The United States Federal Bureau of Investigation (FBI) will start turning over approximately 2,500 documents relating to President Bola Tinubu in its database, Peoples Gazette can report.
The frontline American law enforcement institution said it would start releasing the documents effective October ending at 500 pages per month, according to a new court filing obtained by THE OBSERVERSTIMES
“FBI has identified a total of approximately 2500 pages potentially responsive to FOIA requests 1553430-00 and 1587544-000,” the U.S. body said in a status report docketed on September 11 at the United States District Court for the District of Columbia in Washington, D.C. “FBI plans a processing schedule of 500 pages per month, with an initial release anticipated by the end of October 2023.”
The unexpected move followed the FBI’s initial reluctance to turn over the documents in line with a freedom of information request first filed in 2022. Aaron Greenspan, who runs PlainSite, a website that pushes anti-corruption and transparency in public service, filed the request in collaboration with journalist David Hundeyin. The Gazette has monitored the application for months and offered suggestions to help ensure its success after initial excuses by the FBI.
The disclosure is expected to clarify outstanding questions about when Mr Tinubu entered the U.S., under which name he entered and all activities he has been involved in ever since. Mr Tinubu spent decades in the United States, appearing to have first moved there in the 1970s. More details about his forfeiture of $460,000 over drug dealing in Chicago the 1990s are also expected to be among the records to be released.
The Nigerian president’s background has remained a mystery for most citizens as questions about his real parents and childhood education have not been answered.
Alongside the FBI, the U.S. State Department, Internal Revenue Service, and Drug Enforcement Administration have all indicated readiness to turn over thousands of pages of Bola Tinubu-related records. The Central Intelligence Agency also said it was collating records of Mr Tinubu for release in compliance with the law.
Effective October, the State Department said it would start turning over 450 pages every six weeks from its archive on Mr Tinubu.
The development comes as Mr Tinubu’s prior claims around his admission into Chicago State University (CSU) come under additional scrutiny with a fresh lawsuit by Atiku Abubakar, his main challenger at the 2023 presidential election. The Gazette reported only last week that Mr Tinubu gained admission to study business administration (with a major in accounting) using his 1970 O’Level results based strictly on high school science subjects — physics, chemistry and biology.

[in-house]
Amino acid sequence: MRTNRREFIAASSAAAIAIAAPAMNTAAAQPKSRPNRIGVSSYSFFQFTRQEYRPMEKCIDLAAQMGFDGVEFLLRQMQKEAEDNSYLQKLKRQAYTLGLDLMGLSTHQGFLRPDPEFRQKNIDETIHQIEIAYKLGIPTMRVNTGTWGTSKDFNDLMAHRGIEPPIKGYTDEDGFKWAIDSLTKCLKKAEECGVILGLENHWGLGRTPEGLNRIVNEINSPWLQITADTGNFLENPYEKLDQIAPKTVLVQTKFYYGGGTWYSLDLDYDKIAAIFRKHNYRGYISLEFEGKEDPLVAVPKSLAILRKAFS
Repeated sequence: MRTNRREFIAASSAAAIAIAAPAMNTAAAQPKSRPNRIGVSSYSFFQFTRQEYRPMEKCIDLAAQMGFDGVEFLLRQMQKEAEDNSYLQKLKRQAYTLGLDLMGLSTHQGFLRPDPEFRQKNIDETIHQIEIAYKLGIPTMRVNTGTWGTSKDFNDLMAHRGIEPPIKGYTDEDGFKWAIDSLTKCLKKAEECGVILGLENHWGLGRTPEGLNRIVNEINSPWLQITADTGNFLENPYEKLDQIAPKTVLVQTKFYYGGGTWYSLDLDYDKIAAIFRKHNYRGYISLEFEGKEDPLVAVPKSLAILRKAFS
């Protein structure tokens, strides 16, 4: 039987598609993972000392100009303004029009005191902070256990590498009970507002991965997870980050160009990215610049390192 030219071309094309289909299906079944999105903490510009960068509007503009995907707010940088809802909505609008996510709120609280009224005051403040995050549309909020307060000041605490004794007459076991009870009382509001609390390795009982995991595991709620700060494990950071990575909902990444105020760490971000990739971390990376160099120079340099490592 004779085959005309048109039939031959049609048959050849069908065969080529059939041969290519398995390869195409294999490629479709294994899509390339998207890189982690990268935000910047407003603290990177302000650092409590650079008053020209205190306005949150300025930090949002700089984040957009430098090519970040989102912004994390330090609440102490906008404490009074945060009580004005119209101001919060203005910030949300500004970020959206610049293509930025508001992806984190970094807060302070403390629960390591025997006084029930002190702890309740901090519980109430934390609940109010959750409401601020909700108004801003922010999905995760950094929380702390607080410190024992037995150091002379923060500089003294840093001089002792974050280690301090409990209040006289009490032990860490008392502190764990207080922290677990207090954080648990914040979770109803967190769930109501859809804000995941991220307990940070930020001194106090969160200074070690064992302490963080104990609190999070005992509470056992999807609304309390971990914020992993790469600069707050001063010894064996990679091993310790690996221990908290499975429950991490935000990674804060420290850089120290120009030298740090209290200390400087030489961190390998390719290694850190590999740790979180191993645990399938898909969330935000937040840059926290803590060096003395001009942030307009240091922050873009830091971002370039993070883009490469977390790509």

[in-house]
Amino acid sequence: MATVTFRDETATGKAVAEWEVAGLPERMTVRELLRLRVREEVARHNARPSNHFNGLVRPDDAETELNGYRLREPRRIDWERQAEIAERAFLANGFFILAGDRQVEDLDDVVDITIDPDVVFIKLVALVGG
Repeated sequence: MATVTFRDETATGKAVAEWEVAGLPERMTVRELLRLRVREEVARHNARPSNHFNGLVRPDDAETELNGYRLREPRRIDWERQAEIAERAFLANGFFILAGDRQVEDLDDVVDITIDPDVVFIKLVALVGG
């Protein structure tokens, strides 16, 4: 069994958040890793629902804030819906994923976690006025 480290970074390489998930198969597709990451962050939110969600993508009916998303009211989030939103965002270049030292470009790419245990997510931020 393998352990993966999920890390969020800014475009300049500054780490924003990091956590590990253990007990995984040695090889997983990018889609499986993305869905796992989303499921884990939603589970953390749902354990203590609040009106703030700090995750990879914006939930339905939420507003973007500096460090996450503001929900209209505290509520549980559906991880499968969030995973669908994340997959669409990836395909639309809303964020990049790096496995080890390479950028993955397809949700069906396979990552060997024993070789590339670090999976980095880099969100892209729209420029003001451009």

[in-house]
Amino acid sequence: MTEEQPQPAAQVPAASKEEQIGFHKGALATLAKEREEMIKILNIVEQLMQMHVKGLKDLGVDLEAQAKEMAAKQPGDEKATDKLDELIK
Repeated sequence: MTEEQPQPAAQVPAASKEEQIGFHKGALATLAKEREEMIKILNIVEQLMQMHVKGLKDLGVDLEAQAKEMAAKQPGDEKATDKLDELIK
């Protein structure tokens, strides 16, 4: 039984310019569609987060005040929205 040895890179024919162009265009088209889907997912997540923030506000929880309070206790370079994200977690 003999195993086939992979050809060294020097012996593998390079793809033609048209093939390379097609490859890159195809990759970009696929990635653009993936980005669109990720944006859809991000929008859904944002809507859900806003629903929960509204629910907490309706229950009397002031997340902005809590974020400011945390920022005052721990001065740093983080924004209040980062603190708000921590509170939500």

In 2022, CSU sent records to Nigerian attorney Mike Enahoro-Ebah, based on a subpoena to the institution, that showed a female Bola Tinubu attended CSU and studied the same course as the Nigerian leader.
The 2022 records showed that a Bola Tinubu had graduated from the school on July 27, 1979, which the school dubbed a clerical error and said the correct date is July 22, 1979, fuelling suspicions that the school might be in on a cover-up for Mr Tinubu. Mr Tinubu had already presented a certificate that Mr Abubakar’s lawyers said might have been fabricated because the officials who signed the records were not at the school when Mr Tinubu graduated in 1979 or in 2022 when a reprint was issued.
Mr Abubakar, first runner-up in the February 25 polls, believes he can nullify Mr Tinubu’s election victory by presenting records that would show the name, date of birth and gender under which Bola Tinubu secured admission and graduated at CSU.
Already, Judge Jeffrey Gilbert of the United States District Court for the Northern District of Illinois in Chicago scheduled September 12 to hear in-person arguments of the lawyers of Messrs Tinubu, Abubakar, and CSU and clarify the scope of the subpoena of Mr Tinubu’s academic records to be turned over to Mr Abubakar.